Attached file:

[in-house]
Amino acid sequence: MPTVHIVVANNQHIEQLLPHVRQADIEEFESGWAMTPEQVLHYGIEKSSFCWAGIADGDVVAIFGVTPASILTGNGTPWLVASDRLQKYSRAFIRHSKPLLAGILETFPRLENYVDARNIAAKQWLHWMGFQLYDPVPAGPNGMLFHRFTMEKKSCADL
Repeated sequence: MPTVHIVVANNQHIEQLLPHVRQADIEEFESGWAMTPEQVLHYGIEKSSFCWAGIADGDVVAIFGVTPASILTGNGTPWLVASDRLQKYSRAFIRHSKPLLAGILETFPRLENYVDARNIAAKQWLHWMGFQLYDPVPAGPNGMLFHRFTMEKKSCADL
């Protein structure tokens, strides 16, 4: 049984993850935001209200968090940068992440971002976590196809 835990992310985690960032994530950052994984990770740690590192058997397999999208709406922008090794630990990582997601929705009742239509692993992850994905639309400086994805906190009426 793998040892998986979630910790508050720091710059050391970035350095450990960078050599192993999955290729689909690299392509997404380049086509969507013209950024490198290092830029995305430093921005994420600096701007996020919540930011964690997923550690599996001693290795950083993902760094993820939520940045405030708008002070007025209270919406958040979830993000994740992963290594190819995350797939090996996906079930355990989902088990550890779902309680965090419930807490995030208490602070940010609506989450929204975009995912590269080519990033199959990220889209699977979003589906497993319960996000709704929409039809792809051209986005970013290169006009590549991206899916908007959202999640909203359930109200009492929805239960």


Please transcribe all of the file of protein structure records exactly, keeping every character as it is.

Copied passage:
[in-house]
Amino acid sequence: MPTVHIVVANNQHIEQLLPHVRQADIEEFESGWAMTPEQVLHYGIEKSSFCWAGIADGDVVAIFGVTPASILTGNGTPWLVASDRLQKYSRAFIRHSKPLLAGILETFPRLENYVDARNIAAKQWLHWMGFQLYDPVPAGPNGMLFHRFTMEKKSCADL
Repeated sequence: MPTVHIVVANNQHIEQLLPHVRQADIEEFESGWAMTPEQVLHYGIEKSSFCWAGIADGDVVAIFGVTPASILTGNGTPWLVASDRLQKYSRAFIRHSKPLLAGILETFPRLENYVDARNIAAKQWLHWMGFQLYDPVPAGPNGMLFHRFTMEKKSCADL
């Protein structure tokens, strides 16, 4: 049984993850935001209200968090940068992440971002976590196809 835990992310985690960032994530950052994984990770740690590192058997397999999208709406922008090794630990990582997601929705009742239509692993992850994905639309400086994805906190009426 793998040892998986979630910790508050720091710059050391970035350095450990960078050599192993999955290729689909690299392509997404380049086509969507013209950024490198290092830029995305430093921005994420600096701007996020919540930011964690997923550690599996001693290795950083993902760094993820939520940045405030708008002070007025209270919406958040979830993000994740992963290594190819995350797939090996996906079930355990989902088990550890779902309680965090419930807490995030208490602070940010609506989450929204975009995912590269080519990033199959990220889209699977979003589906497993319960996000709704929409039809792809051209986005970013290169006009590549991206899916908007959202999640909203359930109200009492929805239960």